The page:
Minimum screw is No.6 x 25mm coarse thread countersunk. NOTE: GIB® clouts must NOT be used. Use the back plate to ensure outlet is straight against string line. In a run exceeding 10 metres, an expansion outlet or expansion joiner must be used and remember, do not solvent cement spouting into expansion outlet. Secure outlet to back plate. Place brackets within 50mm either side of outlet. When required, solvent cement corners onto correct end of the spouting using PVC solvent cement. For internal brackets, position front of spouting into front of bracket, then roll spouting into back of bracket until secure. For external brackets, position back of spouting into back of bracket, then roll spouting into front of bracket until secure. Bring the two lengths of spouting together to marked point on expansion outlet. Solvent cement any remaining corners and use an expansion joiner to connect any remaining lengths if continuous runs exceed 10 metres.
Ensure project is safe and complete. Clean any excess PVC solvent cement from corners or joiners to minimise potential pooling of water. Ensure spouting is correctly secured to each bracket and space has been provided for expansion and contraction.
Connect downpipe bend to spouting outlet using a screw to hold bend in place. Do not solvent cement bend to outlet. Measure and cut the downpipe to suit your offset requirement. Remember to allow for the depth of the socket and the downpipe bracket distance from the wall. Solvent cement all remaining elbows to downpipe on ground, before completing offset installation. Use a level or plumb line to mark where the downpipe will sit against the wall. Ensure brackets are spaced no more than 1.2 metres apart.
Connect downpipe to access pit, surface drainage or stormwater outlet. Ensure brackets are secured with at least 2 stainless steel screws so the downpipe can be removed for cleaning if necessary.
Note - PVC spouting and downpipes are not designed for a concealed system or for use in wall cavities. Ensure project is complete and joints are clean.
Connecting your fittings using solvent cement
Surface areas to be joined must be clean, dry and free from burrs. Solvent cement should be applied evenly to both surfaces being joined. Any surplus solvent cement should be removed immediately with a damp, clean, lint free cloth. Leave sitting for 10 minutes.
Before beginning work on cleaning your gutters, ensure you set up your ladder correctly, taking the proper precautions. To prevent debris from going into the downpipes and potentially blocking them, use a large rag and block the downpipe at the top - where it is attached to the gutter. Ensure this is secure; you don’t want the rag to go down the pipe. When cleaning your gutters, you can also use a downpipe water diverter to keep your drains cleaand free of blockages. The device simply fixes into your existing downpipes (installed within minutes and there’s no gluing required) and with one simple click you open up the flap to start diverting your roof debris. When not in use, the flap is closed and the water will flow normally through the length of your downpipe and into your stormwater drain or water storage tank.
Clearing the gutter debris
After preparing your gutters you can start to carefully remove dirt, leaves or rubbish using a gutter scoop and putting it into a bucket. Work your way around the house, emptying the bucket frequently. When you have finished, remove the rag(s) from the downpipes and sluice out the gutters using your garden hose. The water should run freely through the gutters. If it runs slowly, or not at all, then you probably have a blocked downpipe.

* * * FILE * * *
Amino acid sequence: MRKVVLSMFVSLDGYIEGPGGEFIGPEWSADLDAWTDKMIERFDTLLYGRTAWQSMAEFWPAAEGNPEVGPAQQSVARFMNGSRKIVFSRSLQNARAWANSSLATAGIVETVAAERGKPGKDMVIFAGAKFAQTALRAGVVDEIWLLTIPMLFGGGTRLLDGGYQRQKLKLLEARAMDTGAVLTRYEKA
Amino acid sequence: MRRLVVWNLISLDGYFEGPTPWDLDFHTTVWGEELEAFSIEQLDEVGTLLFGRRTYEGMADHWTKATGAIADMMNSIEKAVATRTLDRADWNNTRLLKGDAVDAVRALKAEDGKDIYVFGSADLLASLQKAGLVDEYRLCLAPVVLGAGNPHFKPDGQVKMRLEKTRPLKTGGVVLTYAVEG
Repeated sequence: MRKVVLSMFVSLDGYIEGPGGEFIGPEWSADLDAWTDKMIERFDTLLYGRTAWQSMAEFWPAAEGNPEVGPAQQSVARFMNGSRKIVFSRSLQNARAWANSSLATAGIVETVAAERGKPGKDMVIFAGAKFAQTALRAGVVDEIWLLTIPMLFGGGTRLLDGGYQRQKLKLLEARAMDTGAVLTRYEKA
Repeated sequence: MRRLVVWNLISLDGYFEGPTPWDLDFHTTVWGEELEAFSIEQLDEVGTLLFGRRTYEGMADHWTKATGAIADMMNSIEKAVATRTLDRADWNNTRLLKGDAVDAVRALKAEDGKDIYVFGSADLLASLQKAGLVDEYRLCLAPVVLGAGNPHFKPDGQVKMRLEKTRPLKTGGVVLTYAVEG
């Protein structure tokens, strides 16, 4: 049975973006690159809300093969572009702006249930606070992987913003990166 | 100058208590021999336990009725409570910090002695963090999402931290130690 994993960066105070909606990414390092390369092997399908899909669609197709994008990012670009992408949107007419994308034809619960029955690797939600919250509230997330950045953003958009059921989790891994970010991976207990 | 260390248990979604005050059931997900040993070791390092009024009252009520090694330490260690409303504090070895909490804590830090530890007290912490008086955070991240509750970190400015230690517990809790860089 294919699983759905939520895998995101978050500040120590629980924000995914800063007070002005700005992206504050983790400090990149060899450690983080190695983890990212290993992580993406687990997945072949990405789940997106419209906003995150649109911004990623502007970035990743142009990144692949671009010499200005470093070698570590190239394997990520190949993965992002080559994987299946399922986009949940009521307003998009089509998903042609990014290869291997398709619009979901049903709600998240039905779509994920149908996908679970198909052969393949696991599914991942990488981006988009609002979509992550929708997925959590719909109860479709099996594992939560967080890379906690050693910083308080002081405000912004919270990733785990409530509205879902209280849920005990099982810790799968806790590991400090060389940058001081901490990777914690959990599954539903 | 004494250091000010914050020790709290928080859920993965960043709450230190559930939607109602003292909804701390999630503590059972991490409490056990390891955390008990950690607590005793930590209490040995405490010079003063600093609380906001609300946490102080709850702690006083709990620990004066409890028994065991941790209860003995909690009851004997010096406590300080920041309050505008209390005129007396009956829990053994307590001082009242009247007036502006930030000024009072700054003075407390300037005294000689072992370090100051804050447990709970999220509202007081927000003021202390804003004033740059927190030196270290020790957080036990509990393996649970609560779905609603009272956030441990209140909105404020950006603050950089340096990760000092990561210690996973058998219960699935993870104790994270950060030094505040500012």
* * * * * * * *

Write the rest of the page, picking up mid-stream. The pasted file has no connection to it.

The easiest pipes to work on are the plastic variety as they are very simple to dismantle and clean out. So unless you have noticed where the blockage may be, start at the bottom of the pipe. Remove the screws and pipe clips from a section at a time and then raise each section of pipe to free it from the one below. Clean out all the sections using long pieces of wood or wire and wash out with a garden hose. Reassemble the downpipe in the reverse order (from the top to the bottom). Other pipe systems that are not so easy to dismantle will need to be cleared by other means. If the blockage is near the top or bottom of the pipe, poking with a length of strong wire will sometimes be successful, old wire coat hangers are useful for this job.
There are a few ways you may notice your guttering is blocked. You may notice during a downpour of rain, or it may become apparent when sluicing out your gutter after cleaning if the water does not flow freely to the downpipe, or water seeps out from where the downpipe joins. These are all possible indications of a blocked downpipe.
After clearing the blockage, wash out the pipe with water. Depending on the circumstances and shape of your downpipe it may be possible to feed a garden hose up the pipe from the bottom and then turn the water on full; this can be very successful. Other methods are to use long thin rods, or hire a drain snake from the local hire centre.
Remember, problems such as blocked downpipes can be prevented with a little maintenance at the right time. You can reduce the chances of gutters becoming blocked by using plastic mesh designed to prevent debris getting into the guttering. The mesh fits snugly into the top of the gutter and acts likea filter.
A good idea would be to install a gutter protector to help prevent leaves from blocking your spouting. Many varieties of these are available just ask at the plumbing or trade counter at Mitre 10 for the best solution for your house.
Even if you have some kind of gutter filter in place, you still need to check your guttering system at least once a year to be safe. It is important to ensure the gutters and downpipes flow freely because overflowing gutters can cause corrosion and damage to your house.